Dec. 16, 2010 Ethical and practical support for biodiversity conservation may be found within the great religions such as Islam, or within the beliefs and traditional cultural practices of even the smallest community.
However, in order to measure and understand the potential impact of conservation ethics in religion and local culture, Stuart Harrop, Professor of Wildlife Management Law and Director of the Durrell Institute of Conservation and Ecology (DICE) at the University of Kent, has embarked on several major projects in three of the world's conservation 'hotspots'.
The first of these projects, funded by the Darwin Initiative, examines the relationship between conservation and Islam in Sumatra while actively raising awareness of Islamic teachings about conservation; the second, funded by the Economic & Social Research Council / Natural Environment Research Council Interdisciplinary Studentship Scheme, examines the relationship between culture, sacred sites and bird migration in north and central Africa; and the third, financed by the Christensen Fund, examines the role of sacred forest sites in southwest Ethiopia in forestry conservation.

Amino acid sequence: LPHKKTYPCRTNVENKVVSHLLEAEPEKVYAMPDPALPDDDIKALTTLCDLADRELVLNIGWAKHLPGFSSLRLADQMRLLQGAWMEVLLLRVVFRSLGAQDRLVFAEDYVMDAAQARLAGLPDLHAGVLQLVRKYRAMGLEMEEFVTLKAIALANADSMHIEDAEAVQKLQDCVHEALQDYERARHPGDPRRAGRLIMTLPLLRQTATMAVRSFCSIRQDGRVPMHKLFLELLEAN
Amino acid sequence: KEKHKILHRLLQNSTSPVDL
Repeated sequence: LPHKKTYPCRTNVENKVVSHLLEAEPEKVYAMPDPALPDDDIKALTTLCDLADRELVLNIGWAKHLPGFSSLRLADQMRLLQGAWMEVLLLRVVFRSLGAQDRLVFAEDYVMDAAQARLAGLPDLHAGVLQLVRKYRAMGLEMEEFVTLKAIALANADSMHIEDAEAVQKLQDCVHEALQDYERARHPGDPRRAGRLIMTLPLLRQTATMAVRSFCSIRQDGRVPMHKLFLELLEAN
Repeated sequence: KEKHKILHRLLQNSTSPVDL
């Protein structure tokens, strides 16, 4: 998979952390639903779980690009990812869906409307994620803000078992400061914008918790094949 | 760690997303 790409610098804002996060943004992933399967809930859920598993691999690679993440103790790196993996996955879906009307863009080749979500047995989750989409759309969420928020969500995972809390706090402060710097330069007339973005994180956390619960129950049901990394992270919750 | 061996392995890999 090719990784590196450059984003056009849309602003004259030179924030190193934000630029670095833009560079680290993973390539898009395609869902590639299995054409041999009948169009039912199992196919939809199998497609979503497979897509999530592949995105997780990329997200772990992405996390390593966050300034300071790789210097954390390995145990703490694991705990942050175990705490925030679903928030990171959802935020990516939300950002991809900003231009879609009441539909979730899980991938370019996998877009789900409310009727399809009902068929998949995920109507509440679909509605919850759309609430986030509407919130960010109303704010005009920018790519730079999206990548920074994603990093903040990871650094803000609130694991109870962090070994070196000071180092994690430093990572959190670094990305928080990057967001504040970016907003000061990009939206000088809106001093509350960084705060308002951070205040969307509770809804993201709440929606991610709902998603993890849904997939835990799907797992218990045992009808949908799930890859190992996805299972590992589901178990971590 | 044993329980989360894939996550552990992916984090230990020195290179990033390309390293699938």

Across all three projects, Professor Harrop aims to show that natural resource conservation can benefit from the integration of key religious concepts and traditional conservation approaches into conventional management plans and conservation strategies, while local people can benefit from making conservation relevant to them.
He explained: 'Innovative approaches to community-based conservation are urgently needed in places such as Indonesia and in particular Sumatra, which has some of the highest rates of tropical deforestation in Southeast Asia. Indonesia also has the world's largest Muslim population, with religion having a strong influence on daily life.
'Fortunately, within the Al-Qur'an there are several key principles -- Tauhid, Khalifah, Mizan andFitrah -- that underpin nature conservation and outline the human role in conserving natural resources. Further, three interrelated land-use management systems in Sumatra apply Islamic principles within nature conservation. These are: Himaor management zones established for sustainable natural resource use; Harim or inviolable sanctuaries used for protecting water resources and their services; and, Ihya Al-Mawat, which encouragesreviving neglected land to become productive. Our work there aims to implement a faith-based community outreach programme to strengthen and integrate these religious management systems into the legally recognised traditional, or nagari, system, which usually comprises several villages.'
While it remains too early to provide thorough evidence of the potential impact of belief systems on conservation in the three projects outlined above, Professor Harrop remains encouraged by the very positive local support of the project in Sumatra, 'which suggests that the long-standing reverence for the environment within religion and culture is a very powerful force to turn the tide of biodiversity destruction.'
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